How Facebook's newsfeed algorithm shapes childhood vaccine hesitancy: An algorithmic fairness, accountability, and transparency (FAT) perspective

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Vaccine hesitancy is the delay or refusal of vaccination when vaccines are available. Over the last decade, many reports have suggested that the proliferation of vaccine disinformation and misinformation on social media has aggravated the vaccine-hesitancy problem. Access to vaccine dis(mis)information on social media is deemed partly responsible for the resurfacing of vaccine-preventable diseases (e.g., measles). Although studies have examined social media dis(mis)information, including that related to vaccines, the newsfeed algorithm, which determines the content social media users see, has received scant attention in the literature. We examine how people’s perceptions of the fairness, accountability, and transparency (FAT) of the Facebook newsfeed algorithm influence their intention to vaccinate their children. We find that people’s perceptions of the Facebook newsfeed algorithm’s FAT increase their negative attitudes toward vaccination (fairness and transparency). However, they decrease users’ perceptions of antivaccination norms on Facebook (fairness, accountability, and transparency). Negative attitudes toward vaccination decrease the intention to vaccinate, as do perceptions of Facebook antivaccination norms. Our findings demonstrate that to decrease the effectiveness of vaccine dis(mis)information, it is critical to educate the public about how social media newsfeed algorithms make content-display decisions.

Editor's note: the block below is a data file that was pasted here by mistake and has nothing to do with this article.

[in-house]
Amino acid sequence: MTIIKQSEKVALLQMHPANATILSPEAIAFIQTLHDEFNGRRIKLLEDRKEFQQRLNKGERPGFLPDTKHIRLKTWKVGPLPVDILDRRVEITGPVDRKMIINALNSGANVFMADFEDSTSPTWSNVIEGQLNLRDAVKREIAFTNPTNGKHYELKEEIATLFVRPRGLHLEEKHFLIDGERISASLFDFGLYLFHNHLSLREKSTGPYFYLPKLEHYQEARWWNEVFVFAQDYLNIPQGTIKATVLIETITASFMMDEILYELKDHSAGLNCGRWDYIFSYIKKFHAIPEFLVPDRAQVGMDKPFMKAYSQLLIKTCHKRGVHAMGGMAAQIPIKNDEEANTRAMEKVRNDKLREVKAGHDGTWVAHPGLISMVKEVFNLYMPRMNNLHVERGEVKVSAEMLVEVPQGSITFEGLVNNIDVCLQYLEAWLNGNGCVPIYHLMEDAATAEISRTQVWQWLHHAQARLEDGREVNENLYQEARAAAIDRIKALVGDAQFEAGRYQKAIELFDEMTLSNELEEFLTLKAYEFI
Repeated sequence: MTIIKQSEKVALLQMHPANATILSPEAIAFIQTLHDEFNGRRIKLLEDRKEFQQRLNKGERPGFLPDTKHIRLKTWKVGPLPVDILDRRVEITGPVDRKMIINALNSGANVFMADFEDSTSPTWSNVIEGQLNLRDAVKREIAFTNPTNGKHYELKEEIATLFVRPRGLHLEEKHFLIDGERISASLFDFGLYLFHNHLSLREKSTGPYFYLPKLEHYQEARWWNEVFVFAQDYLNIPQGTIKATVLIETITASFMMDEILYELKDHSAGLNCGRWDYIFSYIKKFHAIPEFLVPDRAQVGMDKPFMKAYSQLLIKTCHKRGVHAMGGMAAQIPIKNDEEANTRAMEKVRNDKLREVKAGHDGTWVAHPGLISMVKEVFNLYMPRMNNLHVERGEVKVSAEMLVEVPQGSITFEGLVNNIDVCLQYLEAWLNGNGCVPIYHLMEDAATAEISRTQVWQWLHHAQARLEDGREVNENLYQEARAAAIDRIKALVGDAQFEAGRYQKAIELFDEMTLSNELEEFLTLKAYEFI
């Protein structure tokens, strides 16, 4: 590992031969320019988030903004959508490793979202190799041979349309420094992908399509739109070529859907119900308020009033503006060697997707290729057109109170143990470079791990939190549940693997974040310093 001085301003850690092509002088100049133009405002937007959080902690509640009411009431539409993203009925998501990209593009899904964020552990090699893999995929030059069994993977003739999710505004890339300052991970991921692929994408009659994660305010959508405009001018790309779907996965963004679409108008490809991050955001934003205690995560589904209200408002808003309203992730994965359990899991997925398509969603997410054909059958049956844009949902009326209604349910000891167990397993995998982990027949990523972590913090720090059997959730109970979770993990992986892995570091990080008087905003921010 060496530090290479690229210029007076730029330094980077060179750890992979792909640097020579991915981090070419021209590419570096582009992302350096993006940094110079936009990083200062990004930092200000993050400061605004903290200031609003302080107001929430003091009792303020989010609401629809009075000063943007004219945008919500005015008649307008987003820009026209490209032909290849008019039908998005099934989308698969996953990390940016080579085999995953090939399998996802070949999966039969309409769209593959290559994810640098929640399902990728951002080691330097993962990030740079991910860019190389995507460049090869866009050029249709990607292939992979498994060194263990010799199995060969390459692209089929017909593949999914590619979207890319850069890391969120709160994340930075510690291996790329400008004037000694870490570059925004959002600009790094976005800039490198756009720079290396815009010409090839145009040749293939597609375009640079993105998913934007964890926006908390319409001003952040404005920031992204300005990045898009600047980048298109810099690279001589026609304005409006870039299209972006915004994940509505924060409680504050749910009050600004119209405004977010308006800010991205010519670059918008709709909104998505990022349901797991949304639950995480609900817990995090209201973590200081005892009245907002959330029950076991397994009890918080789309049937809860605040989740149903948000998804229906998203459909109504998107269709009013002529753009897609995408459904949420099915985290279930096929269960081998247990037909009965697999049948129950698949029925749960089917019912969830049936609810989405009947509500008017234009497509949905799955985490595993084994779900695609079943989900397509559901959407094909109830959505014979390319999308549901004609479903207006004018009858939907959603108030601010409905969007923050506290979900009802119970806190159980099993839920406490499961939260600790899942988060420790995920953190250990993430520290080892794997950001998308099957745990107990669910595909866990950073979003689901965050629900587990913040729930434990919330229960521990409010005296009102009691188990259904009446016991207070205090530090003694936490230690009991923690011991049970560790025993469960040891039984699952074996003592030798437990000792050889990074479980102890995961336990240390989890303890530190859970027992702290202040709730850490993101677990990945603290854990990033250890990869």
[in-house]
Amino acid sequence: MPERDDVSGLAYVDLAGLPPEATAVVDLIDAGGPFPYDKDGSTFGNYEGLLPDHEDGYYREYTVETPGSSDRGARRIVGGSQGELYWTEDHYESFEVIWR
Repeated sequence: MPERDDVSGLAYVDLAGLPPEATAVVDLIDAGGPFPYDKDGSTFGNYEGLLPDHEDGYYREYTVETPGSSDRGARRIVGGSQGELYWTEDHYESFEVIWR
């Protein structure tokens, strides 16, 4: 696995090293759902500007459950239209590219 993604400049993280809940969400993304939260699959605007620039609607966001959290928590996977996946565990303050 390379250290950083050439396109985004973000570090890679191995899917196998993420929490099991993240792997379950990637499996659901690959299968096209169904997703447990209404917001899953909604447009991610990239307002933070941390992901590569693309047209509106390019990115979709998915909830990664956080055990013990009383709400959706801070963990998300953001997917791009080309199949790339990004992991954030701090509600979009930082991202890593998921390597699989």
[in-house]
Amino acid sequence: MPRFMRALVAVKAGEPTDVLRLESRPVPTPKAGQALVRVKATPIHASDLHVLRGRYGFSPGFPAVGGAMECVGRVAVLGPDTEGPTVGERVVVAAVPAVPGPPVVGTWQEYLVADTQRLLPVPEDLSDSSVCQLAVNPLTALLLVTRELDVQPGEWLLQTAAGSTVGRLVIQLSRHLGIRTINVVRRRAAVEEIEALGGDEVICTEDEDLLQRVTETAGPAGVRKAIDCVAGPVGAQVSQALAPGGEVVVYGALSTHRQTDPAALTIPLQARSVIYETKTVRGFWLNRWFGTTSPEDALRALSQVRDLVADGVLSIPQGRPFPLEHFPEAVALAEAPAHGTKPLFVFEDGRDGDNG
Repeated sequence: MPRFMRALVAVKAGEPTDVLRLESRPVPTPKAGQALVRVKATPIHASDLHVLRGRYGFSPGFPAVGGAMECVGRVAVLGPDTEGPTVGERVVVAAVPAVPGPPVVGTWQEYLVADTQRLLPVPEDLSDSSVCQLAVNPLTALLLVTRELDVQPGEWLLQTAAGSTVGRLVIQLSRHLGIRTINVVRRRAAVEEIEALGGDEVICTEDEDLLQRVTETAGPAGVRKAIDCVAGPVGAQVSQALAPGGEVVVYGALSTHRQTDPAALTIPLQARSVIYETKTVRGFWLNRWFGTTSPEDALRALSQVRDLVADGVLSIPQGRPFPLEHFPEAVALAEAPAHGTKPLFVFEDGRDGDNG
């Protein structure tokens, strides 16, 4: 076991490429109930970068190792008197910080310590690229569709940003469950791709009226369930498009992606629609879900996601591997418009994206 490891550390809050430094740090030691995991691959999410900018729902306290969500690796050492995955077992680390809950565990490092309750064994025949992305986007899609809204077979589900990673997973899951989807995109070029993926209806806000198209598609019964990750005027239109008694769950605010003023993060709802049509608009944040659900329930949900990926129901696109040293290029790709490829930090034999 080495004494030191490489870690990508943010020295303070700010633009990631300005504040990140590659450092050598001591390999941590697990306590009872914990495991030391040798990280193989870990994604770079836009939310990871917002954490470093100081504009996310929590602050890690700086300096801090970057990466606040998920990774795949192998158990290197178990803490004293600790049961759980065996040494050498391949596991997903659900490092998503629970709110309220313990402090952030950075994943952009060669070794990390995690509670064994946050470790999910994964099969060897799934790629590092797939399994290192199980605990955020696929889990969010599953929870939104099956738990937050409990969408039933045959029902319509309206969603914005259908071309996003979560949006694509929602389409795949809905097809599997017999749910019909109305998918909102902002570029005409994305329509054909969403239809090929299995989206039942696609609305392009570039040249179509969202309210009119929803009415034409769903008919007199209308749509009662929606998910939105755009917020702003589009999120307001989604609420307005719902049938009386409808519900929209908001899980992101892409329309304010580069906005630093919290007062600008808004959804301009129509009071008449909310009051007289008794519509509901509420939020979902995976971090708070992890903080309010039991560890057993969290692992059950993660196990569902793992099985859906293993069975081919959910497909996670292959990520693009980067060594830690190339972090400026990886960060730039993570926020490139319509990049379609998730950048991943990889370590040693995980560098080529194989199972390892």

Vaccine hesitancy, Vaccine disinformation, Facebook newsfeed algorithm, Algorithmic transparency, Social media